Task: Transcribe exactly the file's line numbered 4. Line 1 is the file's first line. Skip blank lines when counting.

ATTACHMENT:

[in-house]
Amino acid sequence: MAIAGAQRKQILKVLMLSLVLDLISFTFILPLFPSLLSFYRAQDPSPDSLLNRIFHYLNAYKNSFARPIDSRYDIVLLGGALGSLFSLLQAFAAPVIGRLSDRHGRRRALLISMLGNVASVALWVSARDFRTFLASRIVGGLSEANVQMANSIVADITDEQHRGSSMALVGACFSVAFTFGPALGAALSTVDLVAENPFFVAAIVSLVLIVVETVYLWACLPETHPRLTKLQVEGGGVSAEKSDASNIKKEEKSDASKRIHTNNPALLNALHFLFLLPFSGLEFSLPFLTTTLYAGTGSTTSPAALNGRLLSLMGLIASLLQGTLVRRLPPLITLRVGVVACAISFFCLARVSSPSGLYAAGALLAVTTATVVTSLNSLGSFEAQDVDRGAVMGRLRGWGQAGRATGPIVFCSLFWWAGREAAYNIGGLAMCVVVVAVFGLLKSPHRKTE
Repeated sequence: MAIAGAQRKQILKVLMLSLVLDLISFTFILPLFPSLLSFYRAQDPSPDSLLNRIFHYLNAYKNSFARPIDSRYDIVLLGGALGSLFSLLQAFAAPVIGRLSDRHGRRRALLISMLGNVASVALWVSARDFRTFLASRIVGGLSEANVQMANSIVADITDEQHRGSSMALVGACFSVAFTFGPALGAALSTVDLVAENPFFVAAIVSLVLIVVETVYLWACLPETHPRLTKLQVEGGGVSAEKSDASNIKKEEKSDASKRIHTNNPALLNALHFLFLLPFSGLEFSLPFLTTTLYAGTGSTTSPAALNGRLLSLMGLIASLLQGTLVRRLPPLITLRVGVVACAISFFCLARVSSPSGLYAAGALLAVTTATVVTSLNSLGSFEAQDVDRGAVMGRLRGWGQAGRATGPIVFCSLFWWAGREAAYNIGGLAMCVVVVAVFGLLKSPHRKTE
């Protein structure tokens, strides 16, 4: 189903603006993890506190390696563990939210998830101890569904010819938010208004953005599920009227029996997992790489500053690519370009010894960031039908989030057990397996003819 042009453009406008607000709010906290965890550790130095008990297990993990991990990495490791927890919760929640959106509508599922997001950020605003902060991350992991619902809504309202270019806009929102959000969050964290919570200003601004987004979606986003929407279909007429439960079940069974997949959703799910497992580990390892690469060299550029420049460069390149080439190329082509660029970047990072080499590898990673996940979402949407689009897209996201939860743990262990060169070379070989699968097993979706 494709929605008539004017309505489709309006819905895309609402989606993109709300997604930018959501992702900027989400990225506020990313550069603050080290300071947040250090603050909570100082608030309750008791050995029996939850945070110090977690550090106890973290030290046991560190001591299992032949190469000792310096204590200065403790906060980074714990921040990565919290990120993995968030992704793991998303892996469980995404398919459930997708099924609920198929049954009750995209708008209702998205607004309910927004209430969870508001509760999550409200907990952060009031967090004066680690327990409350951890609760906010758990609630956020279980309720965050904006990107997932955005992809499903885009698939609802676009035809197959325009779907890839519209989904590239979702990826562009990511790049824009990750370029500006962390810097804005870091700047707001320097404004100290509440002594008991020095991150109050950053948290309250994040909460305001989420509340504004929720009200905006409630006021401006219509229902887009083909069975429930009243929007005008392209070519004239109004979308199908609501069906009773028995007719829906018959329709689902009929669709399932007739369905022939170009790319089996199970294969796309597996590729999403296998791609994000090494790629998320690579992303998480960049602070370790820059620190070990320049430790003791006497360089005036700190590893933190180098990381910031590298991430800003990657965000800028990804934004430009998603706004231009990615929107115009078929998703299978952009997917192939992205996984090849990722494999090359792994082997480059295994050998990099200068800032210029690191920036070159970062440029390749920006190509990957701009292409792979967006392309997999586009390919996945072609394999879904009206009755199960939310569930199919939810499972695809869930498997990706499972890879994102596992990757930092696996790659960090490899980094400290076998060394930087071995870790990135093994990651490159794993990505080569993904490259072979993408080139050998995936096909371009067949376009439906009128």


């Protein structure tokens, strides 16, 4: 189903603006993890506190390696563990939210998830101890569904010819938010208004953005599920009227029996997992790489500053690519370009010894960031039908989030057990397996003819 042009453009406008607000709010906290965890550790130095008990297990993990991990990495490791927890919760929640959106509508599922997001950020605003902060991350992991619902809504309202270019806009929102959000969050964290919570200003601004987004979606986003929407279909007429439960079940069974997949959703799910497992580990390892690469060299550029420049460069390149080439190329082509660029970047990072080499590898990673996940979402949407689009897209996201939860743990262990060169070379070989699968097993979706 494709929605008539004017309505489709309006819905895309609402989606993109709300997604930018959501992702900027989400990225506020990313550069603050080290300071947040250090603050909570100082608030309750008791050995029996939850945070110090977690550090106890973290030290046991560190001591299992032949190469000792310096204590200065403790906060980074714990921040990565919290990120993995968030992704793991998303892996469980995404398919459930997708099924609920198929049954009750995209708008209702998205607004309910927004209430969870508001509760999550409200907990952060009031967090004066680690327990409350951890609760906010758990609630956020279980309720965050904006990107997932955005992809499903885009698939609802676009035809197959325009779907890839519209989904590239979702990826562009990511790049824009990750370029500006962390810097804005870091700047707001320097404004100290509440002594008991020095991150109050950053948290309250994040909460305001989420509340504004929720009200905006409630006021401006219509229902887009083909069975429930009243929007005008392209070519004239109004979308199908609501069906009773028995007719829906018959329709689902009929669709399932007739369905022939170009790319089996199970294969796309597996590729999403296998791609994000090494790629998320690579992303998480960049602070370790820059620190070990320049430790003791006497360089005036700190590893933190180098990381910031590298991430800003990657965000800028990804934004430009998603706004231009990615929107115009078929998703299978952009997917192939992205996984090849990722494999090359792994082997480059295994050998990099200068800032210029690191920036070159970062440029390749920006190509990957701009292409792979967006392309997999586009390919996945072609394999879904009206009755199960939310569930199919939810499972695809869930498997990706499972890879994102596992990757930092696996790659960090490899980094400290076998060394930087071995870790990135093994990651490159794993990505080569993904490259072979993408080139050998995936096909371009067949376009439906009128």